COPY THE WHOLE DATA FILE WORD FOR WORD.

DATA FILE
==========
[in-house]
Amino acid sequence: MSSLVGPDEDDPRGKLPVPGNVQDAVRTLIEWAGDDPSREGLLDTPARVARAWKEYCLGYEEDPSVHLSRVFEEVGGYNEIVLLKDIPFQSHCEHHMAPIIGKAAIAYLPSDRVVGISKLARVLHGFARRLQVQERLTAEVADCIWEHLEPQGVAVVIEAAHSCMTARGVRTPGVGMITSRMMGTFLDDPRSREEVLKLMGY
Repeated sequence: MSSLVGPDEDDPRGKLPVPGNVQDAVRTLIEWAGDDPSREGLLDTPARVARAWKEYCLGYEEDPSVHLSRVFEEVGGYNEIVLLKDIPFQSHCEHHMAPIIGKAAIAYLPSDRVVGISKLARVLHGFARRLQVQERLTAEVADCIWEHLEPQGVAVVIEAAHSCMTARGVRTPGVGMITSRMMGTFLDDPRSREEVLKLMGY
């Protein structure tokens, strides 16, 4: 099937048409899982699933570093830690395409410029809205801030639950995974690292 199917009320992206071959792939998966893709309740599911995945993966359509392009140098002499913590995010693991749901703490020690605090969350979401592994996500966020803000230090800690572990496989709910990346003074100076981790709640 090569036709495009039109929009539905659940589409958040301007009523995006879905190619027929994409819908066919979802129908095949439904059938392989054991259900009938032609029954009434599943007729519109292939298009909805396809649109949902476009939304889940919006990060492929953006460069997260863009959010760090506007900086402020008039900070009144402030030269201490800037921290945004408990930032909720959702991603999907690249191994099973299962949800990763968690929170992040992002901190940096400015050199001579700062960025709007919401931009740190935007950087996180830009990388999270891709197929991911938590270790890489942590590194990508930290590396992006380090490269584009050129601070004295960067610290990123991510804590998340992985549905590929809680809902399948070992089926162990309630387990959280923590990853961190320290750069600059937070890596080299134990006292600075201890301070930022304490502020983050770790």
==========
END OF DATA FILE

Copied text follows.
[in-house]
Amino acid sequence: MSSLVGPDEDDPRGKLPVPGNVQDAVRTLIEWAGDDPSREGLLDTPARVARAWKEYCLGYEEDPSVHLSRVFEEVGGYNEIVLLKDIPFQSHCEHHMAPIIGKAAIAYLPSDRVVGISKLARVLHGFARRLQVQERLTAEVADCIWEHLEPQGVAVVIEAAHSCMTARGVRTPGVGMITSRMMGTFLDDPRSREEVLKLMGY
Repeated sequence: MSSLVGPDEDDPRGKLPVPGNVQDAVRTLIEWAGDDPSREGLLDTPARVARAWKEYCLGYEEDPSVHLSRVFEEVGGYNEIVLLKDIPFQSHCEHHMAPIIGKAAIAYLPSDRVVGISKLARVLHGFARRLQVQERLTAEVADCIWEHLEPQGVAVVIEAAHSCMTARGVRTPGVGMITSRMMGTFLDDPRSREEVLKLMGY
């Protein structure tokens, strides 16, 4: 099937048409899982699933570093830690395409410029809205801030639950995974690292 199917009320992206071959792939998966893709309740599911995945993966359509392009140098002499913590995010693991749901703490020690605090969350979401592994996500966020803000230090800690572990496989709910990346003074100076981790709640 090569036709495009039109929009539905659940589409958040301007009523995006879905190619027929994409819908066919979802129908095949439904059938392989054991259900009938032609029954009434599943007729519109292939298009909805396809649109949902476009939304889940919006990060492929953006460069997260863009959010760090506007900086402020008039900070009144402030030269201490800037921290945004408990930032909720959702991603999907690249191994099973299962949800990763968690929170992040992002901190940096400015050199001579700062960025709007919401931009740190935007950087996180830009990388999270891709197929991911938590270790890489942590590194990508930290590396992006380090490269584009050129601070004295960067610290990123991510804590998340992985549905590929809680809902399948070992089926162990309630387990959280923590990853961190320290750069600059937070890596080299134990006292600075201890301070930022304490502020983050770790």